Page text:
The Orange County Human Relations Council released a report late last month noting that there was an increase in reported hate crimes in 2011. Hate crimes in this context refer to attacks--verbal or physical--motivated in whole or in part by a certain trait or characteristic. Specifically, the report claims that 2011 saw a 14% rise in the total number of attacks targeting individuals because of their race, religion, ethnicity, gender, ability or sexual orientation. The full report can be found HERE. It marks the 20th year that the OC Human Relations Council has created one of these annual summaries.
The Council notes that the purpose of the report is to raise awareness of the attacks of this nature that occur in our community each year. The goal is to foster a culture where all residents are free from worry about attack for any reason.
Of course, hate crime distinctions also have very real implications on criminal charges stemming from the underlying attack. In particular, California hate crimes laws often impose harsh penalties on those convicted of these crimes. We can all agree that doing harm to another because of one of these traits is unacceptable, but it is not uncommon for community members to be wrongly accused of a hate crime. In some cases there may be a tendency to rush to judgment when someone with certain differences is attacked. At other times false accusations or misidentifications are involved in hate crimes charges.
Hate Crime Laws & Defenses
Both California and the federal government have hate crime laws on the books. They incorporate a variety of charges (misdemeanors and felonies) involving different underlying acts (physical assault, taunts, threats, vandalized property) which were motivated wholly or partially by the victim's actual or perceived characteristic. The penalties depend on the underlying crime but are generally more severe than the same conduct that was not motivated by the victim's group status. The logic behind the increased penalties for the same conduct is that a "hate crime" actually targets an entire group of people with more far-reaching effects than if the same crime was committed for different reasons.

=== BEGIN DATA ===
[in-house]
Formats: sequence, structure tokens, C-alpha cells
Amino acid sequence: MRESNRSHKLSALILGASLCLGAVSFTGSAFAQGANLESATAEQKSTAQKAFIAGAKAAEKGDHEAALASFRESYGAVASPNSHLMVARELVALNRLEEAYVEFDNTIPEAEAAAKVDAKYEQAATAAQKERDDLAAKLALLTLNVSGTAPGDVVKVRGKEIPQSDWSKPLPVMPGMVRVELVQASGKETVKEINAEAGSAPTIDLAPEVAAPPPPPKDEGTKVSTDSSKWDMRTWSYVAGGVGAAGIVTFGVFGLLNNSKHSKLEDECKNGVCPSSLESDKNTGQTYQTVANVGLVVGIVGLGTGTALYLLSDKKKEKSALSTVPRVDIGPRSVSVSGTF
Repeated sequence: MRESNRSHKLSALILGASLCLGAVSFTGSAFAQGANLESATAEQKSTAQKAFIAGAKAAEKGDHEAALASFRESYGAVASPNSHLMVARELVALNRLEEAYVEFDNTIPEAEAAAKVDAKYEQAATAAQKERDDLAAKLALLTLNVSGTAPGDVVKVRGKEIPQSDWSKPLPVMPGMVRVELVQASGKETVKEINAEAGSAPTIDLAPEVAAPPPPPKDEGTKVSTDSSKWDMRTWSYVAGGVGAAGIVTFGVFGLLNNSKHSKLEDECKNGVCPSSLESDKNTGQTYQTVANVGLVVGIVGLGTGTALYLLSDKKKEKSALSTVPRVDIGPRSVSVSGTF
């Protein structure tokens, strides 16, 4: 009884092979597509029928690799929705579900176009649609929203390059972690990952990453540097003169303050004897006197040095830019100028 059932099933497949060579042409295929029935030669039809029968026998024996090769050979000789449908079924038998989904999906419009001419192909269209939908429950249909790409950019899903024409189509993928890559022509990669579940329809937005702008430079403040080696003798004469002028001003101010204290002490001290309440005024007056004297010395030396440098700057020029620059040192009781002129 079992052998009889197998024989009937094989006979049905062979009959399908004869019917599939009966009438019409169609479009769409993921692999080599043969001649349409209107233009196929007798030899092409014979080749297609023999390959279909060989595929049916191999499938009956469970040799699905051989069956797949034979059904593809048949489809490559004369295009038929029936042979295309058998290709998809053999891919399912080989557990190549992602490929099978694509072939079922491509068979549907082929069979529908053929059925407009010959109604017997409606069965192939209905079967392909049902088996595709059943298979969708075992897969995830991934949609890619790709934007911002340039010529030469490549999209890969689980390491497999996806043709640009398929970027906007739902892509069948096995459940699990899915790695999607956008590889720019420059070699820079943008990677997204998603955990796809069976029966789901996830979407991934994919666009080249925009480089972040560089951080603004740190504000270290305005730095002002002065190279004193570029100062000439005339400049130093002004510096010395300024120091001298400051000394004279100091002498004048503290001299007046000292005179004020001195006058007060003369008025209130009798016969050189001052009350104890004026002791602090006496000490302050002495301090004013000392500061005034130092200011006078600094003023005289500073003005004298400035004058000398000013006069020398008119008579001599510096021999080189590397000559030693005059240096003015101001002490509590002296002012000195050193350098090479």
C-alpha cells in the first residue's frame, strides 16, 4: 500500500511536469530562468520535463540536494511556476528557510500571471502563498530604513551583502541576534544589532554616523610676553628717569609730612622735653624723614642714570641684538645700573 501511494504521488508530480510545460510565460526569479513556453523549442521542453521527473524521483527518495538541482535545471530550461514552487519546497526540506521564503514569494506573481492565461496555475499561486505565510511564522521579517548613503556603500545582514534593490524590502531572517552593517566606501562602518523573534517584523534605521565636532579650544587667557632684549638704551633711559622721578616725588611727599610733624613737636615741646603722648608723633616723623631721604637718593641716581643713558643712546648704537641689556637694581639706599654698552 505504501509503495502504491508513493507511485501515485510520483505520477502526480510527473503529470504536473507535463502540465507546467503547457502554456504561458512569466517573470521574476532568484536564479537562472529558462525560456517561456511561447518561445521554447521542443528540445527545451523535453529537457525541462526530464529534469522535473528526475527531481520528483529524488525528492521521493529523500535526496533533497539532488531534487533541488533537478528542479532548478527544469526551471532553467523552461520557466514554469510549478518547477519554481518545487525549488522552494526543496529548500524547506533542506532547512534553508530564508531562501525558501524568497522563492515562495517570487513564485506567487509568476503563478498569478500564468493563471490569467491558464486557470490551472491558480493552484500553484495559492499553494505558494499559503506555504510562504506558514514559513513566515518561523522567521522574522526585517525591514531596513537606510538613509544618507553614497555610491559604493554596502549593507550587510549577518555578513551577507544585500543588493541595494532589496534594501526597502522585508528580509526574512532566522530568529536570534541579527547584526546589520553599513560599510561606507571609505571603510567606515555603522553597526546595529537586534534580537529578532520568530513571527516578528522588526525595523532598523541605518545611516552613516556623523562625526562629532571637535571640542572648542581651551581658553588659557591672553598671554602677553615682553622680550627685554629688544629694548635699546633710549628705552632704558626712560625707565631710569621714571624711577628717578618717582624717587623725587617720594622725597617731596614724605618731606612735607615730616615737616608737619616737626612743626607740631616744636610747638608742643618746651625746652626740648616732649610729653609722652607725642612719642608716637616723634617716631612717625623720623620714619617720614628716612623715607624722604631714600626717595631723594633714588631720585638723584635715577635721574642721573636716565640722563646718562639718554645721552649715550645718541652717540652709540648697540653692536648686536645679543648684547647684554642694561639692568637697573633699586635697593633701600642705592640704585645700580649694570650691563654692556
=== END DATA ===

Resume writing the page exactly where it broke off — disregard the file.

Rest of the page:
Various defenses are available for those charged with these crimes. First off, the underlying conduct can be rebutted. For example, if you are charged with assault motivated by another's race, the actual assault can be defended against. Perhaps self-defense was at play or it was a case of mistaken identity.
Beyond that, the motivation for the incident can also be challenged. Just because the victim has a characteristic that is protected does not mean that the crime was actually motivated by the fact. The prosecution must prove that there was animosity for that group and that animosity was the reason for the crime.
In virtually all cases it is important to vigorously defend yourself against hate-crime charges. There is often a significant difference between being found guilty of one crime versus being found guilty of that same crime if motivated by hate.